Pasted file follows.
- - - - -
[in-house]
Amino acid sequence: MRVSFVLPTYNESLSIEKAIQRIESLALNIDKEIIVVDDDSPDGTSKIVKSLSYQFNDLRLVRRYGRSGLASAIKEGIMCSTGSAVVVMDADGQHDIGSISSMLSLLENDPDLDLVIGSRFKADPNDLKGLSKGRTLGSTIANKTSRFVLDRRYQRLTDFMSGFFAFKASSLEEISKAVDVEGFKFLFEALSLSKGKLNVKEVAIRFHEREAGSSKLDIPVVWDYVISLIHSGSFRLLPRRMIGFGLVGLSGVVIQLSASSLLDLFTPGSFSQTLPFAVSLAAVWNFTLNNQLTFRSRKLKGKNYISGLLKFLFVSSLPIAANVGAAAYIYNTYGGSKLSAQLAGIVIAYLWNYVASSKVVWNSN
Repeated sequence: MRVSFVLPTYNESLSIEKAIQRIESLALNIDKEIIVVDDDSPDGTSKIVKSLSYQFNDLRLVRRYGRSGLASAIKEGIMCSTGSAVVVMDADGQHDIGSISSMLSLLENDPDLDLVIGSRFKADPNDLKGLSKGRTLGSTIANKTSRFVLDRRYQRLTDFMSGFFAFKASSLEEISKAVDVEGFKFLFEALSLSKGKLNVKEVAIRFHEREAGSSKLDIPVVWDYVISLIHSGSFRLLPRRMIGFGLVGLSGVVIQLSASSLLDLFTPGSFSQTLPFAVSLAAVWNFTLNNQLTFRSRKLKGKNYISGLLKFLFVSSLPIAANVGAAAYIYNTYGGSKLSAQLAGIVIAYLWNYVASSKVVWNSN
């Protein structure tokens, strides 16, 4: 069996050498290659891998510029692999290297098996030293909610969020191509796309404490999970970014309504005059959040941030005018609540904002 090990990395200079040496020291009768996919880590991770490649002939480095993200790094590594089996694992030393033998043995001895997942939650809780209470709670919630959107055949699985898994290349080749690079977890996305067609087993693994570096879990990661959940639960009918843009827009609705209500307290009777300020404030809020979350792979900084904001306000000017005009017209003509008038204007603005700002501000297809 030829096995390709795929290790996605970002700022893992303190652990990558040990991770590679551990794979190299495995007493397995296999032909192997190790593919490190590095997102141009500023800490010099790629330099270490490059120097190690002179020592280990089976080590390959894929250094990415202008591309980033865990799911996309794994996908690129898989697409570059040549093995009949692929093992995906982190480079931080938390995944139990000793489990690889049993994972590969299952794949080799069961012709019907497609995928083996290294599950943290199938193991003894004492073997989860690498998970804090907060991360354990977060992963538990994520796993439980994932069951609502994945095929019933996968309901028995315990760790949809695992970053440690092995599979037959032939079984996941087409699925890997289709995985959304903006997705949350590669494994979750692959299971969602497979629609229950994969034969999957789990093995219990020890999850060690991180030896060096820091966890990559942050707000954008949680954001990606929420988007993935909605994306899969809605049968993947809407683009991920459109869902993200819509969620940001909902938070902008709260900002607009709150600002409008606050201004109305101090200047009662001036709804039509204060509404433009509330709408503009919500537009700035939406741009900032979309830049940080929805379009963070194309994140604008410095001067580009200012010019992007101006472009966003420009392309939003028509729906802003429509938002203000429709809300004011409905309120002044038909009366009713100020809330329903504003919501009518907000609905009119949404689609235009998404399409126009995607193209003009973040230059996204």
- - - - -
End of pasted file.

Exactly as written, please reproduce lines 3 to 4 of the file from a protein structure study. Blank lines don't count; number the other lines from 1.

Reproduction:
Repeated sequence: MRVSFVLPTYNESLSIEKAIQRIESLALNIDKEIIVVDDDSPDGTSKIVKSLSYQFNDLRLVRRYGRSGLASAIKEGIMCSTGSAVVVMDADGQHDIGSISSMLSLLENDPDLDLVIGSRFKADPNDLKGLSKGRTLGSTIANKTSRFVLDRRYQRLTDFMSGFFAFKASSLEEISKAVDVEGFKFLFEALSLSKGKLNVKEVAIRFHEREAGSSKLDIPVVWDYVISLIHSGSFRLLPRRMIGFGLVGLSGVVIQLSASSLLDLFTPGSFSQTLPFAVSLAAVWNFTLNNQLTFRSRKLKGKNYISGLLKFLFVSSLPIAANVGAAAYIYNTYGGSKLSAQLAGIVIAYLWNYVASSKVVWNSN
């Protein structure tokens, strides 16, 4: 069996050498290659891998510029692999290297098996030293909610969020191509796309404490999970970014309504005059959040941030005018609540904002 090990990395200079040496020291009768996919880590991770490649002939480095993200790094590594089996694992030393033998043995001895997942939650809780209470709670919630959107055949699985898994290349080749690079977890996305067609087993693994570096879990990661959940639960009918843009827009609705209500307290009777300020404030809020979350792979900084904001306000000017005009017209003509008038204007603005700002501000297809 030829096995390709795929290790996605970002700022893992303190652990990558040990991770590679551990794979190299495995007493397995296999032909192997190790593919490190590095997102141009500023800490010099790629330099270490490059120097190690002179020592280990089976080590390959894929250094990415202008591309980033865990799911996309794994996908690129898989697409570059040549093995009949692929093992995906982190480079931080938390995944139990000793489990690889049993994972590969299952794949080799069961012709019907497609995928083996290294599950943290199938193991003894004492073997989860690498998970804090907060991360354990977060992963538990994520796993439980994932069951609502994945095929019933996968309901028995315990760790949809695992970053440690092995599979037959032939079984996941087409699925890997289709995985959304903006997705949350590669494994979750692959299971969602497979629609229950994969034969999957789990093995219990020890999850060690991180030896060096820091966890990559942050707000954008949680954001990606929420988007993935909605994306899969809605049968993947809407683009991920459109869902993200819509969620940001909902938070902008709260900002607009709150600002409008606050201004109305101090200047009662001036709804039509204060509404433009509330709408503009919500537009700035939406741009900032979309830049940080929805379009963070194309994140604008410095001067580009200012010019992007101006472009966003420009392309939003028509729906802003429509938002203000429709809300004011409905309120002044038909009366009713100020809330329903504003919501009518907000609905009119949404689609235009998404399409126009995607193209003009973040230059996204």